An Australian mountain pygmy possum is fitted with a tiny radio tracking collar. The rapidly warming climate has contracted the Snowy Mountains' blanket of winter snow that serves as a possum refuge from freezing temperatures when the possums hibernate for six months. Photo: Nick Moir

By Nicky Phillips, Science Reporter
24 March 2013

(Sydney Morning Herald) – Endangered species experts plan to save the mountain pygmy possum from becoming the continent's first climate-change victim.

A rapidly warming globe has contracted the Snowy Mountains' blanket of winter snow that serves as a possum refuge from freezing temperatures when it hibernates for six months.

''It's possible that just a couple of years of no snow could wipe out the possums left in the wild,'' says the University of NSW naturalist and paleontologist Mike Archer.

Estimates suggest there are just 2600 possums living in three distinct genetic populations throughout Kosciuszko National Park and alpine regions of Victoria.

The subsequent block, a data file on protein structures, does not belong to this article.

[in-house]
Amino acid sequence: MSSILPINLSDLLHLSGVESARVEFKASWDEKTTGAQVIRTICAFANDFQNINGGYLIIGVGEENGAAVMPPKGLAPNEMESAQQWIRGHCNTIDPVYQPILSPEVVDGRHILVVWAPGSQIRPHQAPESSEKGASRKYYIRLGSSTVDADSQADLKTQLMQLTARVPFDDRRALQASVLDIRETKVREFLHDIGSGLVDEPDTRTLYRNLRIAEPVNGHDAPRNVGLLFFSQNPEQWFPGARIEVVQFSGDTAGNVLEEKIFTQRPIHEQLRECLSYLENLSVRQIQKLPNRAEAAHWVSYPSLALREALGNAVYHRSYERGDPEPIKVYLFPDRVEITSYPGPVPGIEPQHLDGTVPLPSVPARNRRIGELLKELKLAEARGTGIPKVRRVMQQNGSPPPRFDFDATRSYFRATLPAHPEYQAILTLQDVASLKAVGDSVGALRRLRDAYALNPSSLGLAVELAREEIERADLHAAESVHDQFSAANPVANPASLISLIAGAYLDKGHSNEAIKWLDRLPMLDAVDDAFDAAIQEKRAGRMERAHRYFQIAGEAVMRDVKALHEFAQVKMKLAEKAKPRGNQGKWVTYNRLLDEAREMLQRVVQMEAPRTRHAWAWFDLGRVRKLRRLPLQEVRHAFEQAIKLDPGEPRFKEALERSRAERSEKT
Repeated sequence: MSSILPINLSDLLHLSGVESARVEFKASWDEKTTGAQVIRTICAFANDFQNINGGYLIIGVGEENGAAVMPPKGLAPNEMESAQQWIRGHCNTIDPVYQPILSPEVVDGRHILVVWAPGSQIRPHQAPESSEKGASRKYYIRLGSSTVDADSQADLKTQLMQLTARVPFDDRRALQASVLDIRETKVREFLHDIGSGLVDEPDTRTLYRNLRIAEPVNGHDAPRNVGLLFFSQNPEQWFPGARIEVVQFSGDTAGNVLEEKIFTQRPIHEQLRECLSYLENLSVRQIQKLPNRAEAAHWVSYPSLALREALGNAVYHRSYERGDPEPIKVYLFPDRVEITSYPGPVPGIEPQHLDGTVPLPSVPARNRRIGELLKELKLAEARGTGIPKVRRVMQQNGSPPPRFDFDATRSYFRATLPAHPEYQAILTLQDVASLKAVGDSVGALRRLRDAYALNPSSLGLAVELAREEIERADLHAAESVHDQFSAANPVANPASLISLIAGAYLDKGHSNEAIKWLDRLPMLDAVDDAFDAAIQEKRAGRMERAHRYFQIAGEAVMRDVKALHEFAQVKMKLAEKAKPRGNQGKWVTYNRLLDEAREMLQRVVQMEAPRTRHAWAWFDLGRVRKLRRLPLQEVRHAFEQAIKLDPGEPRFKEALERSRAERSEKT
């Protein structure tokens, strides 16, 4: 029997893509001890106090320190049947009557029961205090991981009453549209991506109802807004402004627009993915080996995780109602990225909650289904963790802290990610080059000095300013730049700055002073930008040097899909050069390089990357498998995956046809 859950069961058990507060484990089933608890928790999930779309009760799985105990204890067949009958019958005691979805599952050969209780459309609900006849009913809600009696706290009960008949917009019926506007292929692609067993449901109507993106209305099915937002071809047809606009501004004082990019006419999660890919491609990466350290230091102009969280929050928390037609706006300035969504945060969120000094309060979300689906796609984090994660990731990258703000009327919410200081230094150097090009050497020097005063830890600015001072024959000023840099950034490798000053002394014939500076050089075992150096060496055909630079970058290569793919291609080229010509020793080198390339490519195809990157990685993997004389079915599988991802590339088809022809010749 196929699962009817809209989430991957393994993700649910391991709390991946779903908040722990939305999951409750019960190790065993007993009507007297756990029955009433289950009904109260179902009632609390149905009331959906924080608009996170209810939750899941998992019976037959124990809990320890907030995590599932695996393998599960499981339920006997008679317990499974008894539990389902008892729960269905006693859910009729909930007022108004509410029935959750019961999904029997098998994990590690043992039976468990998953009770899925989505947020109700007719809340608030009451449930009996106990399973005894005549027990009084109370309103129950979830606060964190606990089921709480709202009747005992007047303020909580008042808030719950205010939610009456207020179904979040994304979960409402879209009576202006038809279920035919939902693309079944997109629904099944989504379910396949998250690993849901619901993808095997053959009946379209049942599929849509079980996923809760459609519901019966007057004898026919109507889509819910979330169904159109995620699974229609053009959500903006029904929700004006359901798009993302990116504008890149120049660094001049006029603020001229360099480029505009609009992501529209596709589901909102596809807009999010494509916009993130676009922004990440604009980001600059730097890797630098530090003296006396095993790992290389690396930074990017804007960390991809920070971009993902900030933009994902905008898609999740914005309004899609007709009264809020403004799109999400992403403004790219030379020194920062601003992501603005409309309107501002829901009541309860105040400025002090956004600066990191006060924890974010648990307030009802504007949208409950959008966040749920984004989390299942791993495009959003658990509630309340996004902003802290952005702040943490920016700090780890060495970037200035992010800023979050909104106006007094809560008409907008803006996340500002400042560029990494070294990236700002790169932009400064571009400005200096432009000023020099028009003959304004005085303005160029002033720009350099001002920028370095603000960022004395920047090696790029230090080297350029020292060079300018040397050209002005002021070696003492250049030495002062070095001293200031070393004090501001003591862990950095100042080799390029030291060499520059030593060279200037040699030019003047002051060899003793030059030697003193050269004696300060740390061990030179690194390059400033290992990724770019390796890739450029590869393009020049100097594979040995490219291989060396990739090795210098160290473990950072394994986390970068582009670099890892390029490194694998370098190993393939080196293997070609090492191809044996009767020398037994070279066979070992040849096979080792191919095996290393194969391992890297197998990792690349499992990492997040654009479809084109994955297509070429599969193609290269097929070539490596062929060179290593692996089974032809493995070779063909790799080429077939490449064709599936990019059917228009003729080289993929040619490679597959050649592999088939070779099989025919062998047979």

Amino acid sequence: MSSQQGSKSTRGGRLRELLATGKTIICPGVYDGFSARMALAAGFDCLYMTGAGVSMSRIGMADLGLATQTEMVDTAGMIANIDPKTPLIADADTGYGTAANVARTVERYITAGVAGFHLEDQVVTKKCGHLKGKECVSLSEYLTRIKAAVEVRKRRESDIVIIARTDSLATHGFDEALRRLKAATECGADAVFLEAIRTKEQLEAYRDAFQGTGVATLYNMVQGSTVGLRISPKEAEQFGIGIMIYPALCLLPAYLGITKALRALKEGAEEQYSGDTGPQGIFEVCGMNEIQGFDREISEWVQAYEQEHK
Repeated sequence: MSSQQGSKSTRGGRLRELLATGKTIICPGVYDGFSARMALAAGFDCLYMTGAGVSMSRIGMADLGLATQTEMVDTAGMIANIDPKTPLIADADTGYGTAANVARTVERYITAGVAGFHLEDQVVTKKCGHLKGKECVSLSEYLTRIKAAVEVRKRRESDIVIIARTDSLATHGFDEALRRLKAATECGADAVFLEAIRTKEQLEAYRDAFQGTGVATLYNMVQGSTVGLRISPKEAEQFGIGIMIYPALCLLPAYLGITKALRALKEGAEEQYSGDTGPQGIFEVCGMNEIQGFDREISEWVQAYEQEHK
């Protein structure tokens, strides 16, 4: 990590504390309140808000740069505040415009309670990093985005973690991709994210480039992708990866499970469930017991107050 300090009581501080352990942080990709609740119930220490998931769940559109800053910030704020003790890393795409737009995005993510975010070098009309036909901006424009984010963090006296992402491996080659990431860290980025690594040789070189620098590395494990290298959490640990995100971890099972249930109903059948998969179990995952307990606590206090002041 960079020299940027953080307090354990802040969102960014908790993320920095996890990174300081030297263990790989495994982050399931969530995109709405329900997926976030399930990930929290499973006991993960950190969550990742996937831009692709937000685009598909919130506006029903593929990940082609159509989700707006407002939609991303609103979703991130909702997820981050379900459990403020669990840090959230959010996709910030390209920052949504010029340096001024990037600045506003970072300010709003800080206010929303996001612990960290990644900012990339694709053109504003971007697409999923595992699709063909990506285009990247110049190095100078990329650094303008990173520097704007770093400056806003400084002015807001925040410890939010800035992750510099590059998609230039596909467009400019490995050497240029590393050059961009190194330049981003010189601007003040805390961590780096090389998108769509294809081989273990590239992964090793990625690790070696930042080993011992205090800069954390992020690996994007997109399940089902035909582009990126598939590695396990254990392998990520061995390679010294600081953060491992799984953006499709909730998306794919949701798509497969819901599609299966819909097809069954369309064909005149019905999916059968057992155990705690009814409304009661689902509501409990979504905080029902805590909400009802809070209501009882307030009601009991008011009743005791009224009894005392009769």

In an attempt to save the species, Professor Archer and Linda Broome, from the NSW Office of Environment and Heritage, want to establish a breeding population away from the species' present habitat, in an environment where its ancestors once thrived.

Evidence from fossil deposits reveals the ancient relatives of the possum, including one that lived 25 million years ago, occupied vast areas of low-lying, temperate rainforest. […]

The team plans to establish a colony of possums at the Secret Creek Sanctuary near Lithgow. When they raise enough money and get government approval, the sanctuary's owner, Trevor Evans, will build a rock wall that mimics the boulder fields and keeps the temperature about 4 degrees during winter. [more]

Scientists look to past to save possum's future

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